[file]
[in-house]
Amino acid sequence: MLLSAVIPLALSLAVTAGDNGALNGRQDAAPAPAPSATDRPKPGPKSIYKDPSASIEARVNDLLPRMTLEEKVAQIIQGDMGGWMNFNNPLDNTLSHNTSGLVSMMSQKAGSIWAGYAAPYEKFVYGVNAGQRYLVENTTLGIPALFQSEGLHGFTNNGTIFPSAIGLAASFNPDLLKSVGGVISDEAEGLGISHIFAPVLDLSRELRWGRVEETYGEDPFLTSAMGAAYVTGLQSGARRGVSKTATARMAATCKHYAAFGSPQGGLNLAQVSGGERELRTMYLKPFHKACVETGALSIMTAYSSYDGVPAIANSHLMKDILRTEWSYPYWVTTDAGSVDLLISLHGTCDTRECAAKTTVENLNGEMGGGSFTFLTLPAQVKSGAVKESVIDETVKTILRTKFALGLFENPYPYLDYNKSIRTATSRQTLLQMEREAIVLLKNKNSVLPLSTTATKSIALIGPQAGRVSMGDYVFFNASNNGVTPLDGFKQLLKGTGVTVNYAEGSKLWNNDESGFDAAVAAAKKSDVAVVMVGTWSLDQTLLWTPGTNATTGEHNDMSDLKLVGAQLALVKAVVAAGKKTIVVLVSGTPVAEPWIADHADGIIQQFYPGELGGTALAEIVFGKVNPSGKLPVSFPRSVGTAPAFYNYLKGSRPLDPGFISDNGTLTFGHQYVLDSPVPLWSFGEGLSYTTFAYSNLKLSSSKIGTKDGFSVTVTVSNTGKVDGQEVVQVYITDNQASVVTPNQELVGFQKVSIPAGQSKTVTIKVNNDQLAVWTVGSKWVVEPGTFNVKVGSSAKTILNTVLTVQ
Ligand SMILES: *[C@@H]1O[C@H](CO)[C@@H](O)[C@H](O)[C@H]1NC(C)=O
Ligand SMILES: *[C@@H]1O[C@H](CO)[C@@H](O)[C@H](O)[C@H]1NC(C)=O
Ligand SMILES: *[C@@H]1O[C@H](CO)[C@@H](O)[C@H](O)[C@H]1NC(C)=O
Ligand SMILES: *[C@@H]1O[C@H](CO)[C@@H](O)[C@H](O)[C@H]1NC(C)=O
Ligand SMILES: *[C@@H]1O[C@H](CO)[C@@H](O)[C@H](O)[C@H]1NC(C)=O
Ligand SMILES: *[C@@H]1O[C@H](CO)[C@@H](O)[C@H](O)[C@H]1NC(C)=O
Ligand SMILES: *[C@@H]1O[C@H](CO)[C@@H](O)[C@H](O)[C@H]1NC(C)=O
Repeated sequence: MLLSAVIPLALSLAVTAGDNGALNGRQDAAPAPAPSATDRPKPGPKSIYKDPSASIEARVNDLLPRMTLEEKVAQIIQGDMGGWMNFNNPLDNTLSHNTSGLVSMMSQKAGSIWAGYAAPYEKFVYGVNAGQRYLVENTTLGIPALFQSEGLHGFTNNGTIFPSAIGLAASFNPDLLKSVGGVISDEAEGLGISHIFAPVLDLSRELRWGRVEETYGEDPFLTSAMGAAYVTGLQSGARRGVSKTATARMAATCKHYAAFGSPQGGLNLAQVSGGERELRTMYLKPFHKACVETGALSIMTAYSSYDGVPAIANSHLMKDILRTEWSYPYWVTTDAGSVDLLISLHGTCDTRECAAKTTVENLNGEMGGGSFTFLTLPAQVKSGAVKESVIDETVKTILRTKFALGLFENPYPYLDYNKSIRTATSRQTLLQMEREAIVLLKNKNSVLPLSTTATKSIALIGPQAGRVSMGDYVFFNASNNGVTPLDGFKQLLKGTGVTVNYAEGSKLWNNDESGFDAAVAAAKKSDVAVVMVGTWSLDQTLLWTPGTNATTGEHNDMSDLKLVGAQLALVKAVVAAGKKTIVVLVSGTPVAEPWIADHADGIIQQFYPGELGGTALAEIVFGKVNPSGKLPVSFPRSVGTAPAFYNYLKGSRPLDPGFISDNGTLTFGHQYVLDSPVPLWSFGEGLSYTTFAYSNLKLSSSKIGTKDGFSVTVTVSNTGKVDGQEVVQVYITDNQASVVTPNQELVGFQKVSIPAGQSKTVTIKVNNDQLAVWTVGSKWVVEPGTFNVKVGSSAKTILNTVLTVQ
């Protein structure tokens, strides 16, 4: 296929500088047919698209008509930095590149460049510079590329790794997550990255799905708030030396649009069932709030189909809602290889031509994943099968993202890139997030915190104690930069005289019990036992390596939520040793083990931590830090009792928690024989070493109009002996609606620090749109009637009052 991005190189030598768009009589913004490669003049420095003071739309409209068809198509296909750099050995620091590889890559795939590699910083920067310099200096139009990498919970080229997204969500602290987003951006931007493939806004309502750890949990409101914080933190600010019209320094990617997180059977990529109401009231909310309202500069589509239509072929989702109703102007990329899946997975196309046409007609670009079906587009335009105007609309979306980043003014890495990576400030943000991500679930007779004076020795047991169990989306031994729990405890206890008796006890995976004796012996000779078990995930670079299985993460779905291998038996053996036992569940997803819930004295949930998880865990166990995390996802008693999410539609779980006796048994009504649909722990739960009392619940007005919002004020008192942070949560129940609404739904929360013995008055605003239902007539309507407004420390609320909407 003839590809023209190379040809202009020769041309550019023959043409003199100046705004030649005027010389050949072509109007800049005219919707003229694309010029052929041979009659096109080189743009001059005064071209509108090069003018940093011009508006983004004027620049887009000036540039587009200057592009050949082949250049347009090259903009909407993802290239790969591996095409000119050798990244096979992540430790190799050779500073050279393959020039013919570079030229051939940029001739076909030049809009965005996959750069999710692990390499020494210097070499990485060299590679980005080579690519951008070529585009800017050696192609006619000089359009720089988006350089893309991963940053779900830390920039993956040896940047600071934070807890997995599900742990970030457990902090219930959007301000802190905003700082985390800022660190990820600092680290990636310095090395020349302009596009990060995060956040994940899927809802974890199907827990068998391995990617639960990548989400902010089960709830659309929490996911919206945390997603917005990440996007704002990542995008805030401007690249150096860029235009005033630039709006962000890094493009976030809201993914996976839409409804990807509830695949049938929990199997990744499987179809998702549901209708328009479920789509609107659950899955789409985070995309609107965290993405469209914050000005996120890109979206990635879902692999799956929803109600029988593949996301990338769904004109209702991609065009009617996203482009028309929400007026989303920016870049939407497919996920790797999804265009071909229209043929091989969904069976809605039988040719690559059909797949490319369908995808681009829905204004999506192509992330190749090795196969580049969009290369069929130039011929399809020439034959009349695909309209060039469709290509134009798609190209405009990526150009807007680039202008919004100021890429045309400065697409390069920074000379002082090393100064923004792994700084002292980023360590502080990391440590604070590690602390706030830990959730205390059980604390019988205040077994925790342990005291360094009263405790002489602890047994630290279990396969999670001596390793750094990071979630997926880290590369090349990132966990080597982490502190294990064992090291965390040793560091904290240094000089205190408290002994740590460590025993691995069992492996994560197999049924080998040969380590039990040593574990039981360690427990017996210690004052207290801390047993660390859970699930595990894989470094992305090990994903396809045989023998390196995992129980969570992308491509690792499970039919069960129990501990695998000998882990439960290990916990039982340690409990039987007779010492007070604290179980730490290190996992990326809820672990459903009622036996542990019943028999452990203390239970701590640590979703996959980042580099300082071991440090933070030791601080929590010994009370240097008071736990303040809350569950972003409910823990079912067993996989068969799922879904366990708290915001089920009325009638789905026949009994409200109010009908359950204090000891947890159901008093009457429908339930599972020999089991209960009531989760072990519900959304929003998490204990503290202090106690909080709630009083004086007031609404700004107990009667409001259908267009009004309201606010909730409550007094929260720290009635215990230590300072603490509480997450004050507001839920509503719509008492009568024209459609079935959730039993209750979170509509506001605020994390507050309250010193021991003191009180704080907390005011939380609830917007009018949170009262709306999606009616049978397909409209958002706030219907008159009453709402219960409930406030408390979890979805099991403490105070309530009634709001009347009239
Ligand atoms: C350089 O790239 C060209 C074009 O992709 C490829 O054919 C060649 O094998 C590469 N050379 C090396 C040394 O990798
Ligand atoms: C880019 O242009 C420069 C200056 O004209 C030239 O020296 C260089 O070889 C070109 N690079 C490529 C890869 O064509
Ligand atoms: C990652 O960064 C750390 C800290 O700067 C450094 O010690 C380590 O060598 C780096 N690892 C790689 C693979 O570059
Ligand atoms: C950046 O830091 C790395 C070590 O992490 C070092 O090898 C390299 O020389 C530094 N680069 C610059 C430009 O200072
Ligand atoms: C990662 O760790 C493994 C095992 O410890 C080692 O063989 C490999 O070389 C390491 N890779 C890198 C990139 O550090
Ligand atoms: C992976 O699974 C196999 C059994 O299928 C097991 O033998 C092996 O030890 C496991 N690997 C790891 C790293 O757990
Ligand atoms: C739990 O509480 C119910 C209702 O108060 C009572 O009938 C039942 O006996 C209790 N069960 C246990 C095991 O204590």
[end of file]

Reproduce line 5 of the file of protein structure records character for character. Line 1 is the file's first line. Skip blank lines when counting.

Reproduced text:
Ligand SMILES: *[C@@H]1O[C@H](CO)[C@@H](O)[C@H](O)[C@H]1NC(C)=O